Print 22 comment(s) - last by MrBlastman.. on Feb 4 at 1:44 PM

A 3D-printed prototype of the cell generated 50.2 microwatts of power from a single cockroach

A bug typically despised by many has actually proved to be useful in a new study, where the insects were used to create a wireless sensor network.
According to Techon, Japanese researchers from Osaka University and Tokyo University of Agriculture and Technology have developed tiny fuel cells that attach to the cockroaches and generate electricity. 
The fuel cell -- which measures approximately 20 x 15mm and is comprised of electrodes, a tank of body fluid, and a needle that is inserted into the bug -- is placed on the cockroach. The bug's body fluid is a source of a type of sugar called trehalose, which helps generate the electricity.

[SOURCE: Engadget]

The bug's body fluid makes its way into the tank (which has a dialysis membrane inside) via diffusion. From there, the trehalose is broken down into glucose by enzymes trehalase and mutarotase, and an oxidation-reduction reaction is used to oxidize the glucose on the positive electrode side and generate oxygen on the negative electrode side.
A 3D-printed prototype of the cell generated 50.2 microwatts of power from a single cockroach, and the study foresees a wireless sensor network of high-tech bugs. 
The Japanese universities aren't the first to use cockroaches to generate electricity. In 2012, chemistry professor Daniel Scherson from Case Western Reserve University used enzymes capable of converting a cockroach's food consumption into electrons, which can then be sent through a fuel cell to generate electricity.

Source: Techon

Comments     Threshold

This article is over a month old, voting and posting comments is disabled

RE: Precursor to 'The Matrix'?
By milktea on 2/3/2014 12:56:51 PM , Rating: 2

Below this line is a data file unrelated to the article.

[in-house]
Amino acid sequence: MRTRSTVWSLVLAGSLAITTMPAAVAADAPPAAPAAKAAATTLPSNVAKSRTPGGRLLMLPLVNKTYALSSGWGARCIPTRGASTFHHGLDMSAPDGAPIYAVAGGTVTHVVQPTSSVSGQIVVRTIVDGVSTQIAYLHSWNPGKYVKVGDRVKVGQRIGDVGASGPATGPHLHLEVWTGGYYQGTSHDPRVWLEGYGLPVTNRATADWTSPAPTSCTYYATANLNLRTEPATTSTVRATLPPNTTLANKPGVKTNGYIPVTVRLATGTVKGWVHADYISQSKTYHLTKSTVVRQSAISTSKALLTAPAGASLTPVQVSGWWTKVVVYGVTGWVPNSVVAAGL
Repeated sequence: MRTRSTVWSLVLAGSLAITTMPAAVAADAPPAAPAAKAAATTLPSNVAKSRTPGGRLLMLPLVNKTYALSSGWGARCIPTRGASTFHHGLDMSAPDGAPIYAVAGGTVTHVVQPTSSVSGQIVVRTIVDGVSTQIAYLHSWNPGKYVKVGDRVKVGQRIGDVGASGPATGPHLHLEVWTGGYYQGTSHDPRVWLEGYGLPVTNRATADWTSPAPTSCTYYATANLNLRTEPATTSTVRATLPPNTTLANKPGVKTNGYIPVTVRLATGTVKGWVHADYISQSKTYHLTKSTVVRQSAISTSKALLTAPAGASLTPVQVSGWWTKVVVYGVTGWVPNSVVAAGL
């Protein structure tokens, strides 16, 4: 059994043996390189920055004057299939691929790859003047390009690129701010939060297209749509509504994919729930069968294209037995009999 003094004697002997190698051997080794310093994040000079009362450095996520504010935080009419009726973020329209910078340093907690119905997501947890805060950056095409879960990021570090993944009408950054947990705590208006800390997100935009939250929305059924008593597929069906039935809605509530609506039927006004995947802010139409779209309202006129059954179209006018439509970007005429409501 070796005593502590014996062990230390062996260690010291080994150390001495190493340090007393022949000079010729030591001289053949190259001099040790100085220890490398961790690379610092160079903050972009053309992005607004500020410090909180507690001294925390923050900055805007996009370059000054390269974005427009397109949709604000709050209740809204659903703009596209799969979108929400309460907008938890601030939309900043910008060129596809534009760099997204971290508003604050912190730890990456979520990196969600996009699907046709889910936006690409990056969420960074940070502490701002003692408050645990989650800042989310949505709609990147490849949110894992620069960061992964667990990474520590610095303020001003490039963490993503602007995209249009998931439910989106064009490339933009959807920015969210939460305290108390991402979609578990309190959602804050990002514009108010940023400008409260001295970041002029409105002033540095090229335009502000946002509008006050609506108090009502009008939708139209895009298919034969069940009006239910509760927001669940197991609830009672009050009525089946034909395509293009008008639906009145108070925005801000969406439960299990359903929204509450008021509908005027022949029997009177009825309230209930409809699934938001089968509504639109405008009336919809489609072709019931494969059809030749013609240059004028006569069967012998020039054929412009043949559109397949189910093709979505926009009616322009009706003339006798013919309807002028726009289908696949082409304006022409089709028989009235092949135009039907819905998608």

Doubt the machine will eliminate humans. They'll instead use humans to generate electricity, just like we do to the cockroaches. :)

RE: Precursor to 'The Matrix'?
By MrBlastman on 2/3/2014 1:28:32 PM , Rating: 2
The problem with using humans to generate energy is you have to give them food. To give them food, you have to produce, harvest and process it. All of those steps require energy. The same energy the machines need.

We get in the way of our (potentially future) mechanical overlords. They will have little use for us once they become self-aware and fully autonomous and able to "reproduce."

RE: Precursor to 'The Matrix'?
By Solandri on 2/3/2014 2:27:04 PM , Rating: 5
The human body only produces about 100 Watts of heat energy. Why in the world would you want to deal with feeding a bunch of humans and dealing with their waste, when a generator small enough to fit in the palm of your hand can do the same thing. The Matrix was a great movie, but this was one of its nonsensical plot devices.

RE: Precursor to 'The Matrix'?
By MrBlastman on 2/3/2014 2:44:40 PM , Rating: 2

RE: Precursor to 'The Matrix'?
By MojaMonkey on 2/3/2014 10:33:28 PM , Rating: 2
If generating energy off of humans caused weight loss then people would pay a lot of money to be connected up.

If it could also charge your phone then that would be a bonus.

RE: Precursor to 'The Matrix'?
By MrBlastman on 2/4/2014 1:44:35 PM , Rating: 2
The number one way for humans to lose weight is to stop stuffing their pie hole with so much junk.

The second best way is for them to be physically active. Ya know--actually "do" something. :)

"This is about the Internet.  Everything on the Internet is encrypted. This is not a BlackBerry-only issue. If they can't deal with the Internet, they should shut it off." -- RIM co-CEO Michael Lazaridis

Most Popular ArticlesSmartphone Screen Protectors – What To Look For
September 21, 2016, 9:33 AM
UN Meeting to Tackle Antimicrobial Resistance
September 21, 2016, 9:52 AM
Walmart may get "Robot Shopping Carts?"
September 17, 2016, 6:01 AM
5 Cases for iPhone 7 and 7 iPhone Plus
September 18, 2016, 10:08 AM
Update: Problem-Free Galaxy Note7s CPSC Approved
September 22, 2016, 5:30 AM

Copyright 2016 DailyTech LLC. - RSS Feed | Advertise | About Us | Ethics | FAQ | Terms, Conditions & Privacy Information | Kristopher Kubicki